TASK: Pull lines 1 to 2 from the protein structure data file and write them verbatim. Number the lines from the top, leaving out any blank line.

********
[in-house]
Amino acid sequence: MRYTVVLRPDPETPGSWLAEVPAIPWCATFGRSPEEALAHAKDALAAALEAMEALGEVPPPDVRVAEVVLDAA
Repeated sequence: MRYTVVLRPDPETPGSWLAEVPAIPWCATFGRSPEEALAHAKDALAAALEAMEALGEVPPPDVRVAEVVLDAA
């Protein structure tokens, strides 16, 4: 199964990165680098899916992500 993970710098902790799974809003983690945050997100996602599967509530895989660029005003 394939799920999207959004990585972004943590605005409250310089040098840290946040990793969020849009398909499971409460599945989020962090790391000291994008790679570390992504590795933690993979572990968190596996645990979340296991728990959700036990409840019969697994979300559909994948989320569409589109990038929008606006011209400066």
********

[in-house]
Amino acid sequence: MRYTVVLRPDPETPGSWLAEVPAIPWCATFGRSPEEALAHAKDALAAALEAMEALGEVPPPDVRVAEVVLDAA